BVOC Emissions From a Subarctic Ecosystem, as Controlled by Insect Herbivore Pressure and Temperature

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Ghimire , R P , Silfver , T , Myller , K , Oksanen , E , Holopainen , J K & Mikola , J 2022 , ' BVOC Emissions From a Subarctic Ecosystem, as Controlled by Insect Herbivore Pressure and Temperature ' , Ecosystems , vol. 25 , no. 4 , pp. 872-891 . https://doi.org/10.1007/s10021-021-00690-0

Title: BVOC Emissions From a Subarctic Ecosystem, as Controlled by Insect Herbivore Pressure and Temperature
Author: Ghimire, Rajendra P.; Silfver, Tarja; Myller, Kristiina; Oksanen, Elina; Holopainen, Jarmo K.; Mikola, Juha
Contributor organization: Ecosystems and Environment Research Programme
Date: 2022-06
Language: eng
Number of pages: 20
Belongs to series: Ecosystems
ISSN: 1432-9840
DOI: https://doi.org/10.1007/s10021-021-00690-0
URI: http://hdl.handle.net/10138/346003
Abstract: The biogenic volatile organic compounds, BVOCs have a central role in ecosystem-atmosphere interactions. High-latitude ecosystems are facing increasing temperatures and insect herbivore pressure, which may affect their BVOC emission rates, but evidence and predictions of changes remain scattered. We studied the long-term effects of + 3 degrees C warming and reduced insect herbivory (achieved through insecticide sprayings) on mid- and late summer BVOC emissions from field layer vegetation, supplemented with birch saplings, and the underlying soil in Subarctic mountain birch forest in Finland in 2017-2018. Reduced insect herbivory decreased leaf damage by 58-67% and total ecosystem BVOC emissions by 44-72%. Of the BVOC groups, total sesquiterpenes had 70-80% lower emissions with reduced herbivory, and in 2017 the decrease was greater in warmed plots (89% decrease) than in ambient plots (34% decrease). While non-standardized total BVOC, monoterpene, sesquiterpene and GLV emissions showed instant positive responses to increasing chamber air temperature in midsummer samplings, the long-term warming treatment effects on standardized emissions mainly appeared as changes in the compound structure of BVOC blends and varied with compounds and sampling times. Our results suggest that the effects of climate warming on the total quantity of BVOC emissions will in Subarctic ecosystems be, over and above the instant temperature effects, mediated through changes in insect herbivore pressure rather than plant growth. If insect herbivore numbers will increase as predicted under climate warming, our results forecast herbivory-induced increases in the quantity of Subarctic BVOC emissions.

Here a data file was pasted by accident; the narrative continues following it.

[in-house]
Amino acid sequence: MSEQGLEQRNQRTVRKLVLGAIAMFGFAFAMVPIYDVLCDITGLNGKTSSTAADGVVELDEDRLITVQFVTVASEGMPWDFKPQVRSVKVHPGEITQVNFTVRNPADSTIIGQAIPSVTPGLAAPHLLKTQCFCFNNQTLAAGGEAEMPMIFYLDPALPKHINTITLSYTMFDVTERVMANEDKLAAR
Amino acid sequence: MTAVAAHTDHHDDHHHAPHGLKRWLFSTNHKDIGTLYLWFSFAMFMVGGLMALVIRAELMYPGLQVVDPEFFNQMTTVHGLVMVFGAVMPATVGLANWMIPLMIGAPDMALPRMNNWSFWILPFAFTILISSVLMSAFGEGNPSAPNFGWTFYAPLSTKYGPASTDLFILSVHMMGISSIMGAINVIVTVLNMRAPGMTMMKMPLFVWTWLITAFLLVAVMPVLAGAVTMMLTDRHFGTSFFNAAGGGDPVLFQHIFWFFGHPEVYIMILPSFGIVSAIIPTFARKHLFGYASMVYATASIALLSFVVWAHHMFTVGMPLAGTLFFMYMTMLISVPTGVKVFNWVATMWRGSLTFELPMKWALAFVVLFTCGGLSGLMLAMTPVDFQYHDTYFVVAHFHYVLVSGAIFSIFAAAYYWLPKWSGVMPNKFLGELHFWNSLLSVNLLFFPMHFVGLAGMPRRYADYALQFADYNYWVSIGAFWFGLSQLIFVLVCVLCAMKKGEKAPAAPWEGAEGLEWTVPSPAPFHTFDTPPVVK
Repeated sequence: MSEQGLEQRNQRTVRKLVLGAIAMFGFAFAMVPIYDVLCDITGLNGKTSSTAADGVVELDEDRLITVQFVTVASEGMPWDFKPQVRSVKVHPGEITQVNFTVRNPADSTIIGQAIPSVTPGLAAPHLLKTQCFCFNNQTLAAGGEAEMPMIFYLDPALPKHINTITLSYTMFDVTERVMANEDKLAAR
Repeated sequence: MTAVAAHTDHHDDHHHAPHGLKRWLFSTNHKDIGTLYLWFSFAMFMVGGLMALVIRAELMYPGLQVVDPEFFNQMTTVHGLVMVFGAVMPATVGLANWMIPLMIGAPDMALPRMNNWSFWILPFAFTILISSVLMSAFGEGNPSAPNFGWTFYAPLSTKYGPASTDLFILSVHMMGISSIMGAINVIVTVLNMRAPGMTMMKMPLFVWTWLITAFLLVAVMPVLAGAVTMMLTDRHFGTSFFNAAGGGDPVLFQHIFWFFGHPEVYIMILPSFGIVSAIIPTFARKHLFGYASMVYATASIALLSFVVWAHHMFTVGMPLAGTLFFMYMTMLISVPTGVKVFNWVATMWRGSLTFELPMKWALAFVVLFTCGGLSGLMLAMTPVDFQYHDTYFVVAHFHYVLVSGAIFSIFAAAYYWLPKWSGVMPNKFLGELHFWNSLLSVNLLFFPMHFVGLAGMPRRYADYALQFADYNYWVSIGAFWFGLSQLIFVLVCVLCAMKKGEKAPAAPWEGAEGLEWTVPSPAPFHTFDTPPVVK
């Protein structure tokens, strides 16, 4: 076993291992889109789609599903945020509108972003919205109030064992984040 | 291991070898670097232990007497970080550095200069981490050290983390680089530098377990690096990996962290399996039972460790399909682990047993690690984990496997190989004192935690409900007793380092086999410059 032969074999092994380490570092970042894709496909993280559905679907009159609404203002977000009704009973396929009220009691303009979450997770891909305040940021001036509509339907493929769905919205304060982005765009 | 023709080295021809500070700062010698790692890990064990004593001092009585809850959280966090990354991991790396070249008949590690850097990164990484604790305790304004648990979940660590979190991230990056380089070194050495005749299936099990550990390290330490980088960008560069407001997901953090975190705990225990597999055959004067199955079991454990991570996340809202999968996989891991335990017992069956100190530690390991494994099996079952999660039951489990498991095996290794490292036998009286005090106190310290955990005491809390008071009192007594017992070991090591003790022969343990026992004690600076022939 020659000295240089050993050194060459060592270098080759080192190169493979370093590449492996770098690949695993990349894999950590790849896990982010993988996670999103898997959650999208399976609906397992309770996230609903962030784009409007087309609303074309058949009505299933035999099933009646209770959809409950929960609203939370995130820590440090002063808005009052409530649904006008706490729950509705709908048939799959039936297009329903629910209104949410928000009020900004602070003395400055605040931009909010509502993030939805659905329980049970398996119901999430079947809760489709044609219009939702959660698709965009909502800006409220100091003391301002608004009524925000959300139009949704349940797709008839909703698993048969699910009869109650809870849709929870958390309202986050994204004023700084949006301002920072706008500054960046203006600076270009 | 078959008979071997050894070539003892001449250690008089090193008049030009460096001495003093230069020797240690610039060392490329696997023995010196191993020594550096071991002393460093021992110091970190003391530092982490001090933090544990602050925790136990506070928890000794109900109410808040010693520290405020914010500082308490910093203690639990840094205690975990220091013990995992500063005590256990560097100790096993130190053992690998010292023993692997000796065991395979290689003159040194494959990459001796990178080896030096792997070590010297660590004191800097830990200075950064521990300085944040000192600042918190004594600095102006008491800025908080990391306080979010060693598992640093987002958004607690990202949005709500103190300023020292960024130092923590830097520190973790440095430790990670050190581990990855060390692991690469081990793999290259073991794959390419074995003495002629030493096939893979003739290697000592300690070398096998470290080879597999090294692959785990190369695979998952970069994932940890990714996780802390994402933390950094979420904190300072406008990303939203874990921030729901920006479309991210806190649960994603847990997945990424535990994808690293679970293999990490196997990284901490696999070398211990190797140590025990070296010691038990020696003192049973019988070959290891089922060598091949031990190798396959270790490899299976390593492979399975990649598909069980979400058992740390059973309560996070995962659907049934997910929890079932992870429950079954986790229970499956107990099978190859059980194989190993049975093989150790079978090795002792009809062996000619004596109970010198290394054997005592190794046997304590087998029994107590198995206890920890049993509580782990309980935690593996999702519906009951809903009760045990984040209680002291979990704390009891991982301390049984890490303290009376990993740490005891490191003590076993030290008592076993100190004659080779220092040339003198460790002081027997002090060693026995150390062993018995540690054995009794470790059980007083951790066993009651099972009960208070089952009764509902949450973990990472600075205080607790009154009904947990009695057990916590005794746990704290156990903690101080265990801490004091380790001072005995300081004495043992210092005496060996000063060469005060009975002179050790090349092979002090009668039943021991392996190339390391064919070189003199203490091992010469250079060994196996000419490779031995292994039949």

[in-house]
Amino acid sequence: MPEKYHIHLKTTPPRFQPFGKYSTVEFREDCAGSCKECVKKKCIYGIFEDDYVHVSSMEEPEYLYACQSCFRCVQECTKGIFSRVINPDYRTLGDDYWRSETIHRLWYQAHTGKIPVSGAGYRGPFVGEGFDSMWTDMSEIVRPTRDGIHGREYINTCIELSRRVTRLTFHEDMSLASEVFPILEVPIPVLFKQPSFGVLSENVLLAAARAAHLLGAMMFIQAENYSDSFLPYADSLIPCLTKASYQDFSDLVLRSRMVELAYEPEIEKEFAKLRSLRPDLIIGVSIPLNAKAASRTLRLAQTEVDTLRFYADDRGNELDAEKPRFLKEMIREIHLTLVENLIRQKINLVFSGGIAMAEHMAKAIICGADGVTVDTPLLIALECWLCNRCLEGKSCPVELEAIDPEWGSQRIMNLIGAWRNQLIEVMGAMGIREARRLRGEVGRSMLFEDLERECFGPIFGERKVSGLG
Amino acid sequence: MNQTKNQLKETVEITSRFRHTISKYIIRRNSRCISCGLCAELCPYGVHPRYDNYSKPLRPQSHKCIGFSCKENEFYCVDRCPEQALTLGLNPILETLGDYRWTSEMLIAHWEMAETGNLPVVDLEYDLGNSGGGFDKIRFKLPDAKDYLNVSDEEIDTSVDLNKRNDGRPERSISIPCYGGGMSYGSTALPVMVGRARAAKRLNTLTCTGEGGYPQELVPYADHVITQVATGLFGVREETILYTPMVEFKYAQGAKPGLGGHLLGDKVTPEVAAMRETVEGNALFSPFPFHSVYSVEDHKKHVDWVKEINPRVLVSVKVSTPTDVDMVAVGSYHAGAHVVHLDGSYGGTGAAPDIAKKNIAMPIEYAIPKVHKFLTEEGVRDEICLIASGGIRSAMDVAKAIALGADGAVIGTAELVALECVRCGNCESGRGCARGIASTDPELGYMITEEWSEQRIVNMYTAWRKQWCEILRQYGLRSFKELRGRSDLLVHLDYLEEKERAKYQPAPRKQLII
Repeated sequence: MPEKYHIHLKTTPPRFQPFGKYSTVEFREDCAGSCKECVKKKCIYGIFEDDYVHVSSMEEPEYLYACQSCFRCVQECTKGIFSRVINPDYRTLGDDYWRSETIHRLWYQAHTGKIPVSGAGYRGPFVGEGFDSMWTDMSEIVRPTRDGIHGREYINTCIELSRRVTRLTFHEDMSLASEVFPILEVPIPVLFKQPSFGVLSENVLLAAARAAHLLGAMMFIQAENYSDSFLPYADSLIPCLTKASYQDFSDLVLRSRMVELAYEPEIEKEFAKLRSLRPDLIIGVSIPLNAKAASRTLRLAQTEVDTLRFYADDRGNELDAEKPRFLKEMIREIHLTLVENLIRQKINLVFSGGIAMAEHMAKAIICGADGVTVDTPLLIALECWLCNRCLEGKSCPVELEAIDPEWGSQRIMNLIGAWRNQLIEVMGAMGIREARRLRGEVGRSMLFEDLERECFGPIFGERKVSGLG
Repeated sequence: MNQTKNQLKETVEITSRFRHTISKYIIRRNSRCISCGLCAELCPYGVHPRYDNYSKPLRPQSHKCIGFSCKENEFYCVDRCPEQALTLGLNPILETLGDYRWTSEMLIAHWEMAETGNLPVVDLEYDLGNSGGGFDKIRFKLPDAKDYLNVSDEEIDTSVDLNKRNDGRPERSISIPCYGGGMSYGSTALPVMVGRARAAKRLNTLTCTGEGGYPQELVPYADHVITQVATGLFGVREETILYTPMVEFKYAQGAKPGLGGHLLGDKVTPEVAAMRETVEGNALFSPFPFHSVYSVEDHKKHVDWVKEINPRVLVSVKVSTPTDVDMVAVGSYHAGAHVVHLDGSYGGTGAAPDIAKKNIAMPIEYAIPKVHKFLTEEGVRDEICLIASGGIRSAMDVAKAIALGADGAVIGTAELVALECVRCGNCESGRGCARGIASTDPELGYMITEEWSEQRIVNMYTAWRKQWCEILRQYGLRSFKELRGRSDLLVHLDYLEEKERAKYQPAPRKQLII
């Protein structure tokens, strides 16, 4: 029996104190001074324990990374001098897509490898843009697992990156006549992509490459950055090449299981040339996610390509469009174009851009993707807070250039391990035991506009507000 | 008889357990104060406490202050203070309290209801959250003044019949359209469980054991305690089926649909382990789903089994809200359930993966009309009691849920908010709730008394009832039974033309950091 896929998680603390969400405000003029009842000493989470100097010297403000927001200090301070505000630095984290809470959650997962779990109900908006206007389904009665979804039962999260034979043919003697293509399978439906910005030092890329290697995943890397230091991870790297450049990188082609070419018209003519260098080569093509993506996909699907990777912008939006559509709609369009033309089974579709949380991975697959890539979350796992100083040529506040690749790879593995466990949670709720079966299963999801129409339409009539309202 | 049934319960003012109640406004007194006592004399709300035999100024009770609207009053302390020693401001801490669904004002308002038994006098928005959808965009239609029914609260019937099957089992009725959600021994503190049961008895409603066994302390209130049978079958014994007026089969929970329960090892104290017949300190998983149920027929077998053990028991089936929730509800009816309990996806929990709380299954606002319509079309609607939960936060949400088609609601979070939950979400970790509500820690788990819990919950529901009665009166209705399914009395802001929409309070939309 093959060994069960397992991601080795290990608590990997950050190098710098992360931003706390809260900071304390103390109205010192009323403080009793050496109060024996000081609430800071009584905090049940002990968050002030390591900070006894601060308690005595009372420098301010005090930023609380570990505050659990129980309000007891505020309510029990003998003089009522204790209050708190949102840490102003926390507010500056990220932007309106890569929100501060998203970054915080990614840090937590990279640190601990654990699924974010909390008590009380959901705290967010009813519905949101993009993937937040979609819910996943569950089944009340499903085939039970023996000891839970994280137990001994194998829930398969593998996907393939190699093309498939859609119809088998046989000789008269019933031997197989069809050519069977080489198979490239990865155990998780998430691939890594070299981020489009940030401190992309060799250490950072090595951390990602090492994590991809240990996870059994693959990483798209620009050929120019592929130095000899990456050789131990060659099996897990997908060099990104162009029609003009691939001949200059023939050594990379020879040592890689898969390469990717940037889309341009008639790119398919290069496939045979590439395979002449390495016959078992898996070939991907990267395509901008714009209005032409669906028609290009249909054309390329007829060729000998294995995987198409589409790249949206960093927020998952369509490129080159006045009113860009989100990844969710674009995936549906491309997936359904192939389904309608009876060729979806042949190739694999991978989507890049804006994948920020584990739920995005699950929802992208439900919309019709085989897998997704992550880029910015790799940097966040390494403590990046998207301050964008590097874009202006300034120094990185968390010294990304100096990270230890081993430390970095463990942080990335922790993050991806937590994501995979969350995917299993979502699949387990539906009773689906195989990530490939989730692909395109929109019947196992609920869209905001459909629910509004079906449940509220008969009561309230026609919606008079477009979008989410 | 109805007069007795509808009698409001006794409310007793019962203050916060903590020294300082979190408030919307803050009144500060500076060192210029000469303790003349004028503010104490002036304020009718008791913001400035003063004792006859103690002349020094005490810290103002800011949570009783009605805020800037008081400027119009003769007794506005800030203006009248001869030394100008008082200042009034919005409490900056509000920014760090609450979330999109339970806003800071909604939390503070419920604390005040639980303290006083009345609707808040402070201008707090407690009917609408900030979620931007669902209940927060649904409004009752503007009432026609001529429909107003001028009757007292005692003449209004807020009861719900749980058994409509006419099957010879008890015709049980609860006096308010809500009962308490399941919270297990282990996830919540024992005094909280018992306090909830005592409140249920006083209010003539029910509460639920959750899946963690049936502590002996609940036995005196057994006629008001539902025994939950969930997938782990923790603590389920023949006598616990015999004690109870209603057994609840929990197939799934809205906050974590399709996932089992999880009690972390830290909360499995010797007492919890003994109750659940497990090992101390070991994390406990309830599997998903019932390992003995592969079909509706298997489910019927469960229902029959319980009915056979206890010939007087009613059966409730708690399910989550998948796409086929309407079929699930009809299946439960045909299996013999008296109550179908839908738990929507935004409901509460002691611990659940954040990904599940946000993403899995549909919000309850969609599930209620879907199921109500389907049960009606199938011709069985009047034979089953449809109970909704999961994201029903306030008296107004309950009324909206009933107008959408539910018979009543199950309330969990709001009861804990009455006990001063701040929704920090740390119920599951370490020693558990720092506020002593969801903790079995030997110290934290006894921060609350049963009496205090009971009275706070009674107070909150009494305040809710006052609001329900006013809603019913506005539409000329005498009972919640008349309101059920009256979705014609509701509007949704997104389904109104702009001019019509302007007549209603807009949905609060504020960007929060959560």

Subject: BVOC emissions
climate warming
ecosystem-atmosphere interactions
insect herbivory
mountain birch
Subarctic
VOLATILE ORGANIC-COMPOUNDS
CLIMATE-CHANGE
BIOGENIC VOLATILES
COMPOUND EMISSIONS
AEROSOL FORMATION
INCREASES
TUNDRA
RESISTANCE
ISOPRENE
GROWTH
1181 Ecology, evolutionary biology
Peer reviewed: Yes
Rights: cc_by
Usage restriction: openAccess
Self-archived version: publishedVersion


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